The red calyces of the hibiscus, also known as roselle, is one of those weird things that you pass in the market without even stopping to figure out what the heck it is, let alone what to do with it.
That is unless you've visited Egypt, central Africa, parts of China or the Caribbean. I had my first Hibiscus tea on the island of St. Thomas and it will always remind me of that hot, tropical sunny afternoon when I took my first sip. It tasted like cherry flavored liquid sunshine and made me feel deliciously quenched and happy inside for the rest of the day. Hibiscus tea has a cranberry-rhubarb tartness that is quite pleasant. Not entirely bitter, but not exactly a soothing brew either. If you throw a handful of calyces into a 2-liter pitcher, steep in a couple cups of hot water for a few minutes, this stuff turns blood-red. Add cold water to fill the pitcher, ice and sugar to taste. Sorrel is a Christmas drink consumed in Jamaica and around the Caribbean. Sorrel is a combination of hibiscus tea, ginger, some sugar, little orange peel and some rum.
Hibiscus tea is rich in vitamin C and is naturally caffeine-free. It delivers a variety of beneficial organic acids, which include tartaric, citric and maleic acids. It also has the active flavonoids cyanidin and delphinidin, which gives the tea its red color. Every 100 g of hibiscus contains approximately 49 calories -- 0.1 g of fat, 12.3 g of carbohydrates, 14 mg of vitamin C, 57 mg of iron and 1.7 mg of calcium. It is also rich in beta-carotene, about 300 mg per cup and 57 mg of iron.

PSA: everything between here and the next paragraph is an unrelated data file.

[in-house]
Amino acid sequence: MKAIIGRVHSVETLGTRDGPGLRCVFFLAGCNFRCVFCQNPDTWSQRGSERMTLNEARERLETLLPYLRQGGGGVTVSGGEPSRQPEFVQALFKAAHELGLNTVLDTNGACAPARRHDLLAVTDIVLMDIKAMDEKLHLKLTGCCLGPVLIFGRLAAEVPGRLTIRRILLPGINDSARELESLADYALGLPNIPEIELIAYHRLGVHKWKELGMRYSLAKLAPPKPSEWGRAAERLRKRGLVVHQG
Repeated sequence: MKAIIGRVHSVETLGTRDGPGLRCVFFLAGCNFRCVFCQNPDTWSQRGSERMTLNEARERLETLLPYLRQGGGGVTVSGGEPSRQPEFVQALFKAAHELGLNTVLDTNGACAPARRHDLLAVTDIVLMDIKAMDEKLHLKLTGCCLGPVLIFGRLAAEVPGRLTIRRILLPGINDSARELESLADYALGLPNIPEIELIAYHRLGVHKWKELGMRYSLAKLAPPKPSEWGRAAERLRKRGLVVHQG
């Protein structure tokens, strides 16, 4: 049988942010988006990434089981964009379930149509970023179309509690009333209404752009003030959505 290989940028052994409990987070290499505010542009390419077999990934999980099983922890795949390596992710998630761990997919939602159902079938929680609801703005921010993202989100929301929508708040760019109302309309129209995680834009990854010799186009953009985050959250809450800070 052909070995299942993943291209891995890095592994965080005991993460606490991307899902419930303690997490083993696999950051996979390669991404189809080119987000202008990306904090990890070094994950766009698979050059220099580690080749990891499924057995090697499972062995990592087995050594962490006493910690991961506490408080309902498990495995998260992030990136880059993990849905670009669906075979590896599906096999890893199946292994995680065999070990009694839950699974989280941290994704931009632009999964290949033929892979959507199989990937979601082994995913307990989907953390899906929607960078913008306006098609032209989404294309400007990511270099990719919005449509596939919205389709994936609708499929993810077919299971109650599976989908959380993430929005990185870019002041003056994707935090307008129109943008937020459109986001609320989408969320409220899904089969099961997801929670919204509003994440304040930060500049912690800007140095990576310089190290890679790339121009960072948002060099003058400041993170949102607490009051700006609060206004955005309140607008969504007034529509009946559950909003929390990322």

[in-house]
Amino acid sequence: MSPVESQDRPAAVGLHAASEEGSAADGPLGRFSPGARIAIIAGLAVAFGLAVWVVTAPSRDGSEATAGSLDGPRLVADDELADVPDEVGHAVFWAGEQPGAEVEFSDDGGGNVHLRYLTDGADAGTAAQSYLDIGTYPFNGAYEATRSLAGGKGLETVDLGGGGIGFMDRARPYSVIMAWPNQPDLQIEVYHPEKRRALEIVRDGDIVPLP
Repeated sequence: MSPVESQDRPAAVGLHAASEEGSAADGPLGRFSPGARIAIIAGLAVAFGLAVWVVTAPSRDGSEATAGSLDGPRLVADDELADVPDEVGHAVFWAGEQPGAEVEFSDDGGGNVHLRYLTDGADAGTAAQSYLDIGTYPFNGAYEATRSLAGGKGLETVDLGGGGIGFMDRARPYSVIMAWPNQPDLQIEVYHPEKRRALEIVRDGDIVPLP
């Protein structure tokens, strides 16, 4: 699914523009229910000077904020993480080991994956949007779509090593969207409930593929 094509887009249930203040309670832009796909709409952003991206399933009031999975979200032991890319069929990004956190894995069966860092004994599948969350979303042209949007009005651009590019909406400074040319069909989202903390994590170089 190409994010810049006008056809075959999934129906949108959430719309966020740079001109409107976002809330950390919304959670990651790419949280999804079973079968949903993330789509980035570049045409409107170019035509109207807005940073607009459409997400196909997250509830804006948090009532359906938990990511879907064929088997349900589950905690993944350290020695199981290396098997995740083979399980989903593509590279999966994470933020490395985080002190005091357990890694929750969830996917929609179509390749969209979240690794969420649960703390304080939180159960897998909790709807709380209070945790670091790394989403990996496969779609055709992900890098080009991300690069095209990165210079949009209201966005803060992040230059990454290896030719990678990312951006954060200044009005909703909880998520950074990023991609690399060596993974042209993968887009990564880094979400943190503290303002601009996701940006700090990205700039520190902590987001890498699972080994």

According to Southern University Agricultural Research and Extension Center, Hibiscus tea is a natural source of antioxidants, vitamin C, cyanidin, delphinidin and other flavonoids. Which prevent free-radical damage that may lead to early onset aging and certain cancers. A December 2008 study performed at Tufts University found that drinking three cups of hibiscus tea a day over a six-week time frame helped to lower high blood pressure, particularly among hypertensive people.
A study published in the Journal of Human Hypertension has shown that drinking hibiscus tea can reduce high blood pressure in people with type 2 diabetes. A study of 65 subjects published in 2009 found that 3 cups of hibiscus tea daily for 6 weeks reduced systolic blood pressure. The study's lead author has noted that hibiscus flowers contain anthocyanins, which are believed to be the active antihypertensive compounds, acting as angiotensin-converting enzyme (ACE) inhibitors.
A study published in 2007 compared Hibiscus sabdariffa L. to the drug lisinopril on people with hypertension. Blood pressure reductions and therapeutic effectiveness were lower than those obtained with lisinopril. The authors concluded that hibiscus "exerted important antihypertensive effectiveness with a wide margin of tolerability and safety, while it also significantly reduced plasma." They attributed the blood pressure reducing effect of hibiscus to its diuretic effect and its ability to inhibit the angiotensin-converting enzyme through the presence of anthocyanins.
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